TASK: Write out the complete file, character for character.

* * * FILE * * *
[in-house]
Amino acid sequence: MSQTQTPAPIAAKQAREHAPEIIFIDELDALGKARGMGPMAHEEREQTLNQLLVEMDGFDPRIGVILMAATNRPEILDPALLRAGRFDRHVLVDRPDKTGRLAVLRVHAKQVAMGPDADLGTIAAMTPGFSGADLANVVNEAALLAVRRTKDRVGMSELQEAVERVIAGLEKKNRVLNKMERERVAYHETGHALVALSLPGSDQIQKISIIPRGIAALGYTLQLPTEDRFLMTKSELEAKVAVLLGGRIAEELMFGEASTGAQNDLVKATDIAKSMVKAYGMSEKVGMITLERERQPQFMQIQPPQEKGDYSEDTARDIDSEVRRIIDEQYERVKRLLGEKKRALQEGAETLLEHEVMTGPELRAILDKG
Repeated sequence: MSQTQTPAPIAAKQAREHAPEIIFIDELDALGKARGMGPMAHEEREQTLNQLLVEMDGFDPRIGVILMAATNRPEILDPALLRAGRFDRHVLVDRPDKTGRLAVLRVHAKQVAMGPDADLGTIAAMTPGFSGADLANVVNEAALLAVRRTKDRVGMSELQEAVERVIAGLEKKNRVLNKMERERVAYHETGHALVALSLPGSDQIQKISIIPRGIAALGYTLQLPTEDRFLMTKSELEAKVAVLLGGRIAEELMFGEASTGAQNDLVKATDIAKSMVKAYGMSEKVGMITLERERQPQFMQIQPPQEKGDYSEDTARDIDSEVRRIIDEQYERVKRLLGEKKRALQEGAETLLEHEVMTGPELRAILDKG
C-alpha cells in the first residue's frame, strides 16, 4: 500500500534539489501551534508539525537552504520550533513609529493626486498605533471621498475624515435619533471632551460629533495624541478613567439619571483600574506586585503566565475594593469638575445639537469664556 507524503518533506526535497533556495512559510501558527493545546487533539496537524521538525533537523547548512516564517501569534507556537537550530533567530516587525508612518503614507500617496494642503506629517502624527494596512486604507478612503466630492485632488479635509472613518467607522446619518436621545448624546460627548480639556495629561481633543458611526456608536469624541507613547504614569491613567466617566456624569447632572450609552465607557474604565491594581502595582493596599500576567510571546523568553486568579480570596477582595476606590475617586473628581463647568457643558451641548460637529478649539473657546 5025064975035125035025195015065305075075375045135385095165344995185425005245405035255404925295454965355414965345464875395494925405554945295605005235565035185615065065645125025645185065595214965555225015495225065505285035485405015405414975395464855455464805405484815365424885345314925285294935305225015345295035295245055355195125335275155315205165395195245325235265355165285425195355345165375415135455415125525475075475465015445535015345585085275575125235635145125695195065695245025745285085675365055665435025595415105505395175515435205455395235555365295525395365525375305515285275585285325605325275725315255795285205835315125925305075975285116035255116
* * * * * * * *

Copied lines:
[in-house]
Amino acid sequence: MSQTQTPAPIAAKQAREHAPEIIFIDELDALGKARGMGPMAHEEREQTLNQLLVEMDGFDPRIGVILMAATNRPEILDPALLRAGRFDRHVLVDRPDKTGRLAVLRVHAKQVAMGPDADLGTIAAMTPGFSGADLANVVNEAALLAVRRTKDRVGMSELQEAVERVIAGLEKKNRVLNKMERERVAYHETGHALVALSLPGSDQIQKISIIPRGIAALGYTLQLPTEDRFLMTKSELEAKVAVLLGGRIAEELMFGEASTGAQNDLVKATDIAKSMVKAYGMSEKVGMITLERERQPQFMQIQPPQEKGDYSEDTARDIDSEVRRIIDEQYERVKRLLGEKKRALQEGAETLLEHEVMTGPELRAILDKG
Repeated sequence: MSQTQTPAPIAAKQAREHAPEIIFIDELDALGKARGMGPMAHEEREQTLNQLLVEMDGFDPRIGVILMAATNRPEILDPALLRAGRFDRHVLVDRPDKTGRLAVLRVHAKQVAMGPDADLGTIAAMTPGFSGADLANVVNEAALLAVRRTKDRVGMSELQEAVERVIAGLEKKNRVLNKMERERVAYHETGHALVALSLPGSDQIQKISIIPRGIAALGYTLQLPTEDRFLMTKSELEAKVAVLLGGRIAEELMFGEASTGAQNDLVKATDIAKSMVKAYGMSEKVGMITLERERQPQFMQIQPPQEKGDYSEDTARDIDSEVRRIIDEQYERVKRLLGEKKRALQEGAETLLEHEVMTGPELRAILDKG
C-alpha cells in the first residue's frame, strides 16, 4: 500500500534539489501551534508539525537552504520550533513609529493626486498605533471621498475624515435619533471632551460629533495624541478613567439619571483600574506586585503566565475594593469638575445639537469664556 507524503518533506526535497533556495512559510501558527493545546487533539496537524521538525533537523547548512516564517501569534507556537537550530533567530516587525508612518503614507500617496494642503506629517502624527494596512486604507478612503466630492485632488479635509472613518467607522446619518436621545448624546460627548480639556495629561481633543458611526456608536469624541507613547504614569491613567466617566456624569447632572450609552465607557474604565491594581502595582493596599500576567510571546523568553486568579480570596477582595476606590475617586473628581463647568457643558451641548460637529478649539473657546 5025064975035125035025195015065305075075375045135385095165344995185425005245405035255404925295454965355414965345464875395494925405554945295605005235565035185615065065645125025645185065595214965555225015495225065505285035485405015405414975395464855455464805405484815365424885345314925285294935305225015345295035295245055355195125335275155315205165395195245325235265355165285425195355345165375415135455415125525475075475465015445535015345585085275575125235635145125695195065695245025745285085675365055665435025595415105505395175515435205455395235555365295525395365525375305515285275585285325605325275725315255795285205835315125925305075975285116035255116